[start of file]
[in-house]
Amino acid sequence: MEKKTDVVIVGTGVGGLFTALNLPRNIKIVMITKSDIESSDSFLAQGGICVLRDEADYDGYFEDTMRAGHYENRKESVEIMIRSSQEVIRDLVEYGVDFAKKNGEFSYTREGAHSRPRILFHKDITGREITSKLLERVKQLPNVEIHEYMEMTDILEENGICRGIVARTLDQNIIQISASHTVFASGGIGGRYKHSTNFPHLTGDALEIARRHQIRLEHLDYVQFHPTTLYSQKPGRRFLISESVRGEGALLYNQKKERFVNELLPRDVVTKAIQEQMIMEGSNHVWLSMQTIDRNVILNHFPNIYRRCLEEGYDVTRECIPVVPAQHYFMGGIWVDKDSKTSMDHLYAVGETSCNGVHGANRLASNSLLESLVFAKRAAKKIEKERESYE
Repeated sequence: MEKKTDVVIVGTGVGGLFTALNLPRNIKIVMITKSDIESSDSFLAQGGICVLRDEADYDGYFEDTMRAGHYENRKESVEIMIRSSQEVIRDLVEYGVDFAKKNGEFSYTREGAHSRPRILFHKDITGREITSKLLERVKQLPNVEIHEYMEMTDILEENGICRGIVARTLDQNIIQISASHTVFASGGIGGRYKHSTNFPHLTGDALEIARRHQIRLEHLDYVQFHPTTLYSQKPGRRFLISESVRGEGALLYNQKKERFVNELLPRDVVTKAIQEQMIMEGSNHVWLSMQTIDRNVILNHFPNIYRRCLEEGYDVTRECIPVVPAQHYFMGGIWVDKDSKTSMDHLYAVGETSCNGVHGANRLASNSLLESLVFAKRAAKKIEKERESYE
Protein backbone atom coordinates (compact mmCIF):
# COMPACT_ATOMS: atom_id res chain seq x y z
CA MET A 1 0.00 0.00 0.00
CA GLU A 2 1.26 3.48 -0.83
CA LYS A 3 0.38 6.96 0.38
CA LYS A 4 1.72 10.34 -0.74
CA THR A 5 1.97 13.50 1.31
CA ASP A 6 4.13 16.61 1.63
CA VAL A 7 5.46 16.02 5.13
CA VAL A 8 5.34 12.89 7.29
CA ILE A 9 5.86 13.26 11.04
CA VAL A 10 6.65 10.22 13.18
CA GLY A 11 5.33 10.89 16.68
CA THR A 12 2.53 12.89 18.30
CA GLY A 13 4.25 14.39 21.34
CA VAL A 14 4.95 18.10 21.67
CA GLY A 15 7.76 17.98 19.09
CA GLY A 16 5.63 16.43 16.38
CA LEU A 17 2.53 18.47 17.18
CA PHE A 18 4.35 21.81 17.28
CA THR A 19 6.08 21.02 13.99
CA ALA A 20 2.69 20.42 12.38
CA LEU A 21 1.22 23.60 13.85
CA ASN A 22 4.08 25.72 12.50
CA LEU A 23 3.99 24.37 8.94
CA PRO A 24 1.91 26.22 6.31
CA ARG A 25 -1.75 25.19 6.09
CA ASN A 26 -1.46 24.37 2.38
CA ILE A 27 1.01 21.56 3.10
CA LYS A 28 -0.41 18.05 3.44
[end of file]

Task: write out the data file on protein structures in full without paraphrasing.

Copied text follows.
[in-house]
Amino acid sequence: MEKKTDVVIVGTGVGGLFTALNLPRNIKIVMITKSDIESSDSFLAQGGICVLRDEADYDGYFEDTMRAGHYENRKESVEIMIRSSQEVIRDLVEYGVDFAKKNGEFSYTREGAHSRPRILFHKDITGREITSKLLERVKQLPNVEIHEYMEMTDILEENGICRGIVARTLDQNIIQISASHTVFASGGIGGRYKHSTNFPHLTGDALEIARRHQIRLEHLDYVQFHPTTLYSQKPGRRFLISESVRGEGALLYNQKKERFVNELLPRDVVTKAIQEQMIMEGSNHVWLSMQTIDRNVILNHFPNIYRRCLEEGYDVTRECIPVVPAQHYFMGGIWVDKDSKTSMDHLYAVGETSCNGVHGANRLASNSLLESLVFAKRAAKKIEKERESYE
Repeated sequence: MEKKTDVVIVGTGVGGLFTALNLPRNIKIVMITKSDIESSDSFLAQGGICVLRDEADYDGYFEDTMRAGHYENRKESVEIMIRSSQEVIRDLVEYGVDFAKKNGEFSYTREGAHSRPRILFHKDITGREITSKLLERVKQLPNVEIHEYMEMTDILEENGICRGIVARTLDQNIIQISASHTVFASGGIGGRYKHSTNFPHLTGDALEIARRHQIRLEHLDYVQFHPTTLYSQKPGRRFLISESVRGEGALLYNQKKERFVNELLPRDVVTKAIQEQMIMEGSNHVWLSMQTIDRNVILNHFPNIYRRCLEEGYDVTRECIPVVPAQHYFMGGIWVDKDSKTSMDHLYAVGETSCNGVHGANRLASNSLLESLVFAKRAAKKIEKERESYE
Protein backbone atom coordinates (compact mmCIF):
# COMPACT_ATOMS: atom_id res chain seq x y z
CA MET A 1 0.00 0.00 0.00
CA GLU A 2 1.26 3.48 -0.83
CA LYS A 3 0.38 6.96 0.38
CA LYS A 4 1.72 10.34 -0.74
CA THR A 5 1.97 13.50 1.31
CA ASP A 6 4.13 16.61 1.63
CA VAL A 7 5.46 16.02 5.13
CA VAL A 8 5.34 12.89 7.29
CA ILE A 9 5.86 13.26 11.04
CA VAL A 10 6.65 10.22 13.18
CA GLY A 11 5.33 10.89 16.68
CA THR A 12 2.53 12.89 18.30
CA GLY A 13 4.25 14.39 21.34
CA VAL A 14 4.95 18.10 21.67
CA GLY A 15 7.76 17.98 19.09
CA GLY A 16 5.63 16.43 16.38
CA LEU A 17 2.53 18.47 17.18
CA PHE A 18 4.35 21.81 17.28
CA THR A 19 6.08 21.02 13.99
CA ALA A 20 2.69 20.42 12.38
CA LEU A 21 1.22 23.60 13.85
CA ASN A 22 4.08 25.72 12.50
CA LEU A 23 3.99 24.37 8.94
CA PRO A 24 1.91 26.22 6.31
CA ARG A 25 -1.75 25.19 6.09
CA ASN A 26 -1.46 24.37 2.38
CA ILE A 27 1.01 21.56 3.10
CA LYS A 28 -0.41 18.05 3.44